Tuesday, February 28, 2012

Making assessment meaningful

After spending two hours a day this week watching seventh graders fill in bubbles on our state's standardized test, I am finding myself thinking about assessment. Specifically, I am thinking about the many ways the iPad has enriched and strengthened our daily assessment practices -- and the value I see in authentic, embedded, process-rich assessment that informs and improves instruction. Technology like the iPad offers incredible ways to gather meaningful data that shows student thinking and creates a rich and detailed picture of learning. It can also make assessment more efficient, save teachers time, and open opportunities for more responsive teaching.

The iPad makes new assessment practices possible. First, just being able to hear a student explain his or her thinking is a transformative event. For example, when a student uses one of the many draw-and-record apps (such as Explain Everything, ScreenChomp, ReplayNote, or Educreations) to work through a math problem, the teacher can gather information not just from the written steps, but also from the student's verbal explanation of their process. This results in a richer picture of what the student is thinking, and it's easy for the teacher to hear any misconceptions or missteps in the problem solving process. These recordings can also be replayed to the student for reflection, and the student can hear where he or she was successful, or where improvement or rethinking is needed. Logistically, the easiest way we have found to collect and share these recordings is through e-mail or Edmodo. Edmodo allows the recordings to be shared with the whole class or with just the teacher.

video

As I explained in an earlier post, the camera also adds a new layer to the assessment process. Students can use photo or video to capture any classroom event or project that demonstrates learning. For example, students can capture snapshots throughout a science experiment or inquiry project, and then create a reflection video or podcast (using iMovie, SonicPics, or a similar app) describing their thinking process. Students can take photos of the covers of books they have read as a visual record of their growth as a reader; browsing through the photo library reveals what types of books students are selecting and where they might need growth. What an incredible way to document a student's learning journey, rather than just relying on the finished product. Multimedia assessment artifacts provide a powerful window into a student's mind and enable responsive, individualized teaching.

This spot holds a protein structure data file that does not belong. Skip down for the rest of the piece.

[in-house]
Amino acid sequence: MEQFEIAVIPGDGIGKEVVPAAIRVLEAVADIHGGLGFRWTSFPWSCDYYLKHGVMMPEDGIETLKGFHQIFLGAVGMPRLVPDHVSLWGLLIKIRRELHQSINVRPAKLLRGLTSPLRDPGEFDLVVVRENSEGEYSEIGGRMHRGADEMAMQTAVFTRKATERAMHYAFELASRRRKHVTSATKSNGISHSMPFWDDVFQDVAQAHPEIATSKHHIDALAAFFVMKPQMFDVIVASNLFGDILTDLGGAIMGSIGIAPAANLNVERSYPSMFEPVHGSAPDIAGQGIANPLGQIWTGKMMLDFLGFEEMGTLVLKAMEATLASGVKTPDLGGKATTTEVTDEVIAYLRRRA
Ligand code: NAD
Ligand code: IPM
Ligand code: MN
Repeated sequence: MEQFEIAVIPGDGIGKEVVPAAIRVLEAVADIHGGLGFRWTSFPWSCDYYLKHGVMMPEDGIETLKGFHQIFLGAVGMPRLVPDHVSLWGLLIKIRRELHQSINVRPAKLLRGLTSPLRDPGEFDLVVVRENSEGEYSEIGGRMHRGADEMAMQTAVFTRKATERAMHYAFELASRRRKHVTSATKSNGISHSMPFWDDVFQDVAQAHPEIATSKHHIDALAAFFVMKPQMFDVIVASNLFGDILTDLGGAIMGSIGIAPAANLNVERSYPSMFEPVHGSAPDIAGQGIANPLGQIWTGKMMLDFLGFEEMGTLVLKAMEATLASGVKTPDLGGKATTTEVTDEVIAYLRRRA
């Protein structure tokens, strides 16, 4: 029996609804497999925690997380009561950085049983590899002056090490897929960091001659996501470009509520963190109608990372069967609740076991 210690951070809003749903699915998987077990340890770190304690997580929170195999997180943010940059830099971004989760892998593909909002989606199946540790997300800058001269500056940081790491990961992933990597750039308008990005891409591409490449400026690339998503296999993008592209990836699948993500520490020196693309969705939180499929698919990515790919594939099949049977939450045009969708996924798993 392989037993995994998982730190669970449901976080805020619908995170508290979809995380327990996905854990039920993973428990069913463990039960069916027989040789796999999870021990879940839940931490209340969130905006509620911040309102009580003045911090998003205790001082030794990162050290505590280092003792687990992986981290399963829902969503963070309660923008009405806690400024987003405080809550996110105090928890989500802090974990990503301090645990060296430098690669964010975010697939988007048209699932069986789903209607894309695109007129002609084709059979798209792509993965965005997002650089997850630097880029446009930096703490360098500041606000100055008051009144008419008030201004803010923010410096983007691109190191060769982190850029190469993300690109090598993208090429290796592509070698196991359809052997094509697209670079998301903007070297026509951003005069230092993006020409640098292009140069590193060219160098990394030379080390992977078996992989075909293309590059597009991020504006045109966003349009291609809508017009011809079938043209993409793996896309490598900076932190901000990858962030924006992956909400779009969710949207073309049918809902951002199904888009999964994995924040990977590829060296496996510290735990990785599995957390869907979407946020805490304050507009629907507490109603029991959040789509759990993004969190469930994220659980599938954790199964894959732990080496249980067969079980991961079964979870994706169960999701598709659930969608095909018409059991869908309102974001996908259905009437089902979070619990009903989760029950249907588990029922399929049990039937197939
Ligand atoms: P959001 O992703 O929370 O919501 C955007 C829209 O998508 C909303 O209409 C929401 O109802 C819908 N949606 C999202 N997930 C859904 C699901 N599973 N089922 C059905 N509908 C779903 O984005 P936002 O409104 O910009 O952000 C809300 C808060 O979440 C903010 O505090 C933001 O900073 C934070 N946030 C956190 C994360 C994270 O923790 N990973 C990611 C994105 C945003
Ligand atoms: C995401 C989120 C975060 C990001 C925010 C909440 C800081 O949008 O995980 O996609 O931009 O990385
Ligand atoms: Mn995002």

Using tools such as Google Forms allows for an additional method of embedded, just-in-time assessment. Quick quizzes, surveys, and exit tickets can be easily accessed by each student, and the results come to the teacher in a spreadsheet, one row for each student response. Using conditional formatting or sorting allows the teacher to quickly identify incorrect answers and work with small groups for additional instruction as needed. The spreadsheets also provide an easy-to-access record over time. My outstanding colleague at National Teachers Academy, Jennie Magiera, has really perfected this technique and writes about it quite a bit on her blog. We love Google Forms because they make it quick and easy to take the pulse of an entire class at once. Rather than shuffling through 30 individual pieces of paper, all the responses appear in one, easy to scan grid of information. When the assessment process is simple, meaningful, and closely linked to the day's instruction, it is more likely that a teacher will be able to gather frequent information about student learning -- thus enabling better teaching.